"Not to have read War and Peace and La Cousine Bette and La Chartreuse de Parme is not to be educated; but so is not to have a glimmer of the Second Law of Thermodynamics." C. P. Snow
I do have some glimmer of the Second Law, but I have never read War and Peace, or La Cousine Bette, or La Chartreuse de Parme, so I suppose that puts me in the Not Educated category. Given that I'm not really a huge fan of Tolstoy (I did like Resurrection, but it's very atypical Tolstoy), and that The Red and the Black largely disappointed me, I am unrepentantly uneducated. I hadn't even heard of La Cousine Bette; it turns out it's by Balzac, and I've only read short stories by Balzac (many of which are very, very good -- I especially recommend "The Atheist's Mass" and "The Succubus"). But having gone nearly half my life without even having heard of it, or at least in no way that ever stuck in my head, I doubt it will be leaping out at me from the shelf anytime soon.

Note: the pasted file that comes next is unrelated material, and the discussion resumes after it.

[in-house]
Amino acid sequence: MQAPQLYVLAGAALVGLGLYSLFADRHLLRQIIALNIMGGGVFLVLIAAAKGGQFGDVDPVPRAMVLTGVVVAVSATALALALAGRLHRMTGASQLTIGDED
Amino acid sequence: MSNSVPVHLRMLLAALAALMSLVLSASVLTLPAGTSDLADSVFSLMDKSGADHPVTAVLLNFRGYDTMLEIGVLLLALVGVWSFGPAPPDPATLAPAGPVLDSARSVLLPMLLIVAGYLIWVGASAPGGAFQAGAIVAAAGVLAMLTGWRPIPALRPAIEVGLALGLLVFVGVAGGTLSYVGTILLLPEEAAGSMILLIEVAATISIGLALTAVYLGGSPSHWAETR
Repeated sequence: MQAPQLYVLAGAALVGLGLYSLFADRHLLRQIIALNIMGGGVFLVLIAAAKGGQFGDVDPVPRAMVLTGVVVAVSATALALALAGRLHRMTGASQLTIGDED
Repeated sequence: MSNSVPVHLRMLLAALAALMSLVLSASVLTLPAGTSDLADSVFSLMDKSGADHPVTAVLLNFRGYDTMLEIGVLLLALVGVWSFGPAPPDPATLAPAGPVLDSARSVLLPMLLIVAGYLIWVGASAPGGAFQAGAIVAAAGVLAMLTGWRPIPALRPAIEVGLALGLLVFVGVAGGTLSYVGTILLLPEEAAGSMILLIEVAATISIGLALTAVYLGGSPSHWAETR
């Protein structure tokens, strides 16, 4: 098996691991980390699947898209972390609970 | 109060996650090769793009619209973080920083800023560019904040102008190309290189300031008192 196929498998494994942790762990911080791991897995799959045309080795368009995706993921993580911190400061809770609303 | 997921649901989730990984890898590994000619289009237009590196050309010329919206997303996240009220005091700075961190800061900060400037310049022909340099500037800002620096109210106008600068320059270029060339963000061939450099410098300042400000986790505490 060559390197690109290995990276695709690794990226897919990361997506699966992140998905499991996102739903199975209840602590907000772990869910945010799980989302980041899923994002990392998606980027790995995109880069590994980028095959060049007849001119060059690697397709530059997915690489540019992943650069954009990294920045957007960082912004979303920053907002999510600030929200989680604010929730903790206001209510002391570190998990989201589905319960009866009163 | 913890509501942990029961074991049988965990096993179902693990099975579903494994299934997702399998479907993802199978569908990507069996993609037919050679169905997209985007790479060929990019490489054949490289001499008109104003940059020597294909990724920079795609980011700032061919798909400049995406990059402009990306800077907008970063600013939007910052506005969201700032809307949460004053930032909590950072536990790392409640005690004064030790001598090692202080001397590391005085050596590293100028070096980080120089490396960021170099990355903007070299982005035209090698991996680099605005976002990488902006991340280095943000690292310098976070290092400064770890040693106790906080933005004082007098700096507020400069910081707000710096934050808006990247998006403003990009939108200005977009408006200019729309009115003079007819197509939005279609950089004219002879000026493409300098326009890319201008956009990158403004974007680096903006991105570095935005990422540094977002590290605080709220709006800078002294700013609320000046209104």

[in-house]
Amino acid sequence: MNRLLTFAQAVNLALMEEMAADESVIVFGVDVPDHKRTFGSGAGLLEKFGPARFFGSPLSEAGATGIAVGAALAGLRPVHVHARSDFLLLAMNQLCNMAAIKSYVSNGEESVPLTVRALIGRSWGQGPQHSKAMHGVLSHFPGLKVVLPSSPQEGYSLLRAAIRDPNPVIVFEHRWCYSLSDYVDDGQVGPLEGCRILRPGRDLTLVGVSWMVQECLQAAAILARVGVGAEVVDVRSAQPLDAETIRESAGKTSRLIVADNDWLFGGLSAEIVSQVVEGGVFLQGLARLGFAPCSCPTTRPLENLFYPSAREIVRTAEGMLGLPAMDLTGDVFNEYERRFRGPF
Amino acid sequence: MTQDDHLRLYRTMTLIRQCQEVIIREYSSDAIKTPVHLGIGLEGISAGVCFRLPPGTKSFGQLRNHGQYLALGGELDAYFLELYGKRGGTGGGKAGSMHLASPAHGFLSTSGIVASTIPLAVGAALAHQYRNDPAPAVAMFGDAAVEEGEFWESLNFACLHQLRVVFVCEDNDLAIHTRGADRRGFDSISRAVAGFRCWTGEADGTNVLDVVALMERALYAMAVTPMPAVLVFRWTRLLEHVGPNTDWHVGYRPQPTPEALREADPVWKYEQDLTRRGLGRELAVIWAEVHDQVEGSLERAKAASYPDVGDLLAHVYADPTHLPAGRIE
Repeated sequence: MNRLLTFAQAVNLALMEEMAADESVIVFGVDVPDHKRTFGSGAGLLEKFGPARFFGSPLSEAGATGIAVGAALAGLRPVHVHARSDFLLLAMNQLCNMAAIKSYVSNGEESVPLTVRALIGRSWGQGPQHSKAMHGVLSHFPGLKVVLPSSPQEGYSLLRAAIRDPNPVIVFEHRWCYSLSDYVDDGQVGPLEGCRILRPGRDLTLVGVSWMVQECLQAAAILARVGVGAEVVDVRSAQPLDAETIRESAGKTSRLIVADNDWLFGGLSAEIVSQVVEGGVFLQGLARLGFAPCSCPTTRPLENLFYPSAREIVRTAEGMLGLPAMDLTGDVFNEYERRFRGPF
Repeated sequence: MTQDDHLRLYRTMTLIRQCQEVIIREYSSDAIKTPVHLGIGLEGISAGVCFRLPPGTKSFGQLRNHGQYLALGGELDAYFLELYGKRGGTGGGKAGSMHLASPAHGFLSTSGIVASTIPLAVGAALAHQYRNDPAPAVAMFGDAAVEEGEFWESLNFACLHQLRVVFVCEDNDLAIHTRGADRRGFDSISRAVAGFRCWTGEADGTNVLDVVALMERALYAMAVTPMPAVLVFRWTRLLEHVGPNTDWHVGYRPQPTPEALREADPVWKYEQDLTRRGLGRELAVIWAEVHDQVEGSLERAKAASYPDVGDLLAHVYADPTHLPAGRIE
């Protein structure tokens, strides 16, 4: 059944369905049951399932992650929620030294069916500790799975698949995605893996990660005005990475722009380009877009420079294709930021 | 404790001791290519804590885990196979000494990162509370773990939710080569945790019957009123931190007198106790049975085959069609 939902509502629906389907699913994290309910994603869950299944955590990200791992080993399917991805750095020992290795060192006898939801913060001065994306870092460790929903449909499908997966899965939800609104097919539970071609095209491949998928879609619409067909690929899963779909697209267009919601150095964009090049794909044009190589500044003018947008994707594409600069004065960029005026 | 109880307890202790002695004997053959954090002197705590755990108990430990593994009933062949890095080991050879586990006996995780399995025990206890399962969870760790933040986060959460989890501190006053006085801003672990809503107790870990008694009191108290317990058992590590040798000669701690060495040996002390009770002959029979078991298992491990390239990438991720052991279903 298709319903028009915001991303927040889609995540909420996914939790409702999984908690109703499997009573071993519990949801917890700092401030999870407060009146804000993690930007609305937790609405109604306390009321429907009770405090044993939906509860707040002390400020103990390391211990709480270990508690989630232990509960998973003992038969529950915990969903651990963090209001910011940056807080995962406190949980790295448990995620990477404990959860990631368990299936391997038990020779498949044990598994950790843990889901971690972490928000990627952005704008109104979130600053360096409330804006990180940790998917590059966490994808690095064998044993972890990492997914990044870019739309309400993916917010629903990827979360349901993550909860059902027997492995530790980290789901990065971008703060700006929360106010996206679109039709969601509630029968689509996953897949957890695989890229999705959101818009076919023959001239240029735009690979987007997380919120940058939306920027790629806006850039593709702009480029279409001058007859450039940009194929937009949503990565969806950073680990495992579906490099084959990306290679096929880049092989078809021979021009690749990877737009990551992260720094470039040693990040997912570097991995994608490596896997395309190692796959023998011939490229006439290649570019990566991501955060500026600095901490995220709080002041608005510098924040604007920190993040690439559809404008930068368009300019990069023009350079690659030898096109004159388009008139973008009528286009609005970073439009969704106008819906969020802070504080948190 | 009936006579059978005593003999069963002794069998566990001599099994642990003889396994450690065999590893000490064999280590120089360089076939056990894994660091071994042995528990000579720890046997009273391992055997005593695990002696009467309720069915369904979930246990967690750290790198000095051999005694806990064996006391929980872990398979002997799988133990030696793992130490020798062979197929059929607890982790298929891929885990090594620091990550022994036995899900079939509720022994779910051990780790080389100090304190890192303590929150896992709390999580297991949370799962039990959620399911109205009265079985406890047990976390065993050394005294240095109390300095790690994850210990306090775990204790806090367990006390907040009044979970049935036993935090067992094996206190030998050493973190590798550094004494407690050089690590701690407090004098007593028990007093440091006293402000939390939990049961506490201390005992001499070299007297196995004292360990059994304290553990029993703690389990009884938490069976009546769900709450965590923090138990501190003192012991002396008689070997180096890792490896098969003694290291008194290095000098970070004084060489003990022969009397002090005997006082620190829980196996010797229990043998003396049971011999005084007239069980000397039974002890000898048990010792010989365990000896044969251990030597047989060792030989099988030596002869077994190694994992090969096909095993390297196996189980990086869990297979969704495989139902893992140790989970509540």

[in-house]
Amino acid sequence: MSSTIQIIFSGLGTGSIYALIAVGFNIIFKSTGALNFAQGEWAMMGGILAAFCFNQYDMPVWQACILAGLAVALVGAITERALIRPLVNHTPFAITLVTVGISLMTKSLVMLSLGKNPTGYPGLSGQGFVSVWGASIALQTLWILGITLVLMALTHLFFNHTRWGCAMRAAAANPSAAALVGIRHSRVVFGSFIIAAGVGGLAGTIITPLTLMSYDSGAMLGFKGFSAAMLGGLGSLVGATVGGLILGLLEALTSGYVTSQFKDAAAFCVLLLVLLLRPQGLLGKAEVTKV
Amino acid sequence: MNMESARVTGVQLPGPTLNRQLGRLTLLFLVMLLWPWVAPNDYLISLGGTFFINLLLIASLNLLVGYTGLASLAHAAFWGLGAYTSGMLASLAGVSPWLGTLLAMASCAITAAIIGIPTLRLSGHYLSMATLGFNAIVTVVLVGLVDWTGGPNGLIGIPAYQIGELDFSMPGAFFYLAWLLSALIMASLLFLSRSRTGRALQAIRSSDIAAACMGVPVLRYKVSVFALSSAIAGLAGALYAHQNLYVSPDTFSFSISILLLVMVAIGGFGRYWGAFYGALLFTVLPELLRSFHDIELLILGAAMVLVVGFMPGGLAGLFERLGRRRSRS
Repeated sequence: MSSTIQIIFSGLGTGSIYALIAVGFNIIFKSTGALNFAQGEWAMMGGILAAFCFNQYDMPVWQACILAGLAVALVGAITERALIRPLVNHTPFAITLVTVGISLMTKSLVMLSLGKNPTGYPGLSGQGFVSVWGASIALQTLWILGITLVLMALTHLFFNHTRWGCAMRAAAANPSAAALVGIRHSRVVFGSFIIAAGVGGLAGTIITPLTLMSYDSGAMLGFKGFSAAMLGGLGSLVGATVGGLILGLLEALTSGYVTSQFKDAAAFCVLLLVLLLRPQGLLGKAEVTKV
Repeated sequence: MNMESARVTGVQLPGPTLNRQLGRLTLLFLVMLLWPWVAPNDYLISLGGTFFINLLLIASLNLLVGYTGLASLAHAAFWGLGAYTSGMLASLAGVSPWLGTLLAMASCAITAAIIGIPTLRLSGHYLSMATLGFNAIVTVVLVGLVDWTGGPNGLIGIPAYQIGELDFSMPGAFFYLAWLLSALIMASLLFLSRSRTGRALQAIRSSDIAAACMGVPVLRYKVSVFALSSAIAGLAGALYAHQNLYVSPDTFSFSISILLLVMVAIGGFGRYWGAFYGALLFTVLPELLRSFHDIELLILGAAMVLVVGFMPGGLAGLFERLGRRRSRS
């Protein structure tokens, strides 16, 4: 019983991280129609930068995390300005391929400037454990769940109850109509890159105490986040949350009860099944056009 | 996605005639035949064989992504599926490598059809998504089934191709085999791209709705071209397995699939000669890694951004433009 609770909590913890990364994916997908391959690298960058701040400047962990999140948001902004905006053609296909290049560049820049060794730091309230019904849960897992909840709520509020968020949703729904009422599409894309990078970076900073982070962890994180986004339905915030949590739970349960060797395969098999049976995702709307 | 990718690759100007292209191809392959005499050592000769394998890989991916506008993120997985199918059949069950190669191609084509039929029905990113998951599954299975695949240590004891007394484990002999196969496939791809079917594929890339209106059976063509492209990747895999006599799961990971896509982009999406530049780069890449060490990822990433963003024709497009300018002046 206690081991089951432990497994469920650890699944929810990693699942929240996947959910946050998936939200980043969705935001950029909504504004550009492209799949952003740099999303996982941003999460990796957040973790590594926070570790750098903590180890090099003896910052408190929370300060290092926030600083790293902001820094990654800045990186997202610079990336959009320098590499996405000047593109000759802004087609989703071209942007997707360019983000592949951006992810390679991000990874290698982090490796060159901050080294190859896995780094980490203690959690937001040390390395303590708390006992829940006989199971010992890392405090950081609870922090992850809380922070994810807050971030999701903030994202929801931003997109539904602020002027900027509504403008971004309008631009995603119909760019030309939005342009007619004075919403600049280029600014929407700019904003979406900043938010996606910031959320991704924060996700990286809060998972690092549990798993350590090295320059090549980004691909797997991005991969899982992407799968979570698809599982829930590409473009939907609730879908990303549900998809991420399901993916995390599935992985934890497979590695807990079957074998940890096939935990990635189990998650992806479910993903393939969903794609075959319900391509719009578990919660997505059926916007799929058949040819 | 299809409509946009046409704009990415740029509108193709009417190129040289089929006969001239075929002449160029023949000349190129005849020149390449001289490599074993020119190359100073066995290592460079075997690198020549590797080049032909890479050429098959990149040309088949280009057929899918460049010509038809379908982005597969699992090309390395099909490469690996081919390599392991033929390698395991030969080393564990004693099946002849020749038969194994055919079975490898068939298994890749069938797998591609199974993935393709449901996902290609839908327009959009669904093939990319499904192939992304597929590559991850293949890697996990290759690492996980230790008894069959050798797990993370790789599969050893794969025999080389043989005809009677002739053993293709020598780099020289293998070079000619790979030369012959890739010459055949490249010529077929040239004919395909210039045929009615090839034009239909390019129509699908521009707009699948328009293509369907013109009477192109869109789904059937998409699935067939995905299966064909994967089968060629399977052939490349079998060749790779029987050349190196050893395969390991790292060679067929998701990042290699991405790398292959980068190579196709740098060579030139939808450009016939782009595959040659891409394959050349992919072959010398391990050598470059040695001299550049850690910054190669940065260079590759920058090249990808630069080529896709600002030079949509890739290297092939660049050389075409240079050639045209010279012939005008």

Snow's Two Cultures idea, incidentally, is one of those things that take on a life of their own until they become obviously stupid. It made a certain amount of sense in Snow's own context; "The Two Cultures" idea grew out of Snow's criticisms of British education and Cambridge in particular. He did not propose it as a general thesis, and, in fact, in similar works from the same period contrasted the humanities-heavy educational approach of Britain with (for instance) German approaches to higher education. This gets expanded and generalized over time, and not in a very coherent way, since Snow is vague and arguably equivocal in how he uses key terms. But as a general thesis, assumed to be coherent, it always gets taken, and the result is simplistic nonsense uncritically parading as sociological insight.